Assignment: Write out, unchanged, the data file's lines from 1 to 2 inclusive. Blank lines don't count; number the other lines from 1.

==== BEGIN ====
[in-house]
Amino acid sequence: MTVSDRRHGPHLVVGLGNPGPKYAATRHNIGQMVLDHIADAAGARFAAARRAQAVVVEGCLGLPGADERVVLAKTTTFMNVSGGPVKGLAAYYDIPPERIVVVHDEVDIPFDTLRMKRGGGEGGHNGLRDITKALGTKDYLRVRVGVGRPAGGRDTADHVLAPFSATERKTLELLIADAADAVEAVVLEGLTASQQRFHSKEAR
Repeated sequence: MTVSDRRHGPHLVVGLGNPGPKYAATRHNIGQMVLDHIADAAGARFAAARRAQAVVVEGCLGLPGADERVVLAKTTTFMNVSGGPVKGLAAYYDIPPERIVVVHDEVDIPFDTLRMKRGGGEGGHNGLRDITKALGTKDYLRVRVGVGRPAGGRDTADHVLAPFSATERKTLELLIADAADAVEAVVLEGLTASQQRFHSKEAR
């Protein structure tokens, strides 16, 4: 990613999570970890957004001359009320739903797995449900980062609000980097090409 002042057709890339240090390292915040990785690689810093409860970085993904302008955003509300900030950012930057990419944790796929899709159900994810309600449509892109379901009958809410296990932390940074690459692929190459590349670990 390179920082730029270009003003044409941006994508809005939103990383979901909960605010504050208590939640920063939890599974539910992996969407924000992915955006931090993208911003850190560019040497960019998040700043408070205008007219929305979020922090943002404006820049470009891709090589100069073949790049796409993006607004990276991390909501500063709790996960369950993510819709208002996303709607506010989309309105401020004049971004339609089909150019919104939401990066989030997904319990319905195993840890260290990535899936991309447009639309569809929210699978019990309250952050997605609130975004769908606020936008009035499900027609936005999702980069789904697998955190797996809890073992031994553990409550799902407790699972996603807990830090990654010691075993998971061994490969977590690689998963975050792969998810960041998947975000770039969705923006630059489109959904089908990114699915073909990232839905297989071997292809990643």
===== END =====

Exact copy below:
[in-house]
Amino acid sequence: MTVSDRRHGPHLVVGLGNPGPKYAATRHNIGQMVLDHIADAAGARFAAARRAQAVVVEGCLGLPGADERVVLAKTTTFMNVSGGPVKGLAAYYDIPPERIVVVHDEVDIPFDTLRMKRGGGEGGHNGLRDITKALGTKDYLRVRVGVGRPAGGRDTADHVLAPFSATERKTLELLIADAADAVEAVVLEGLTASQQRFHSKEAR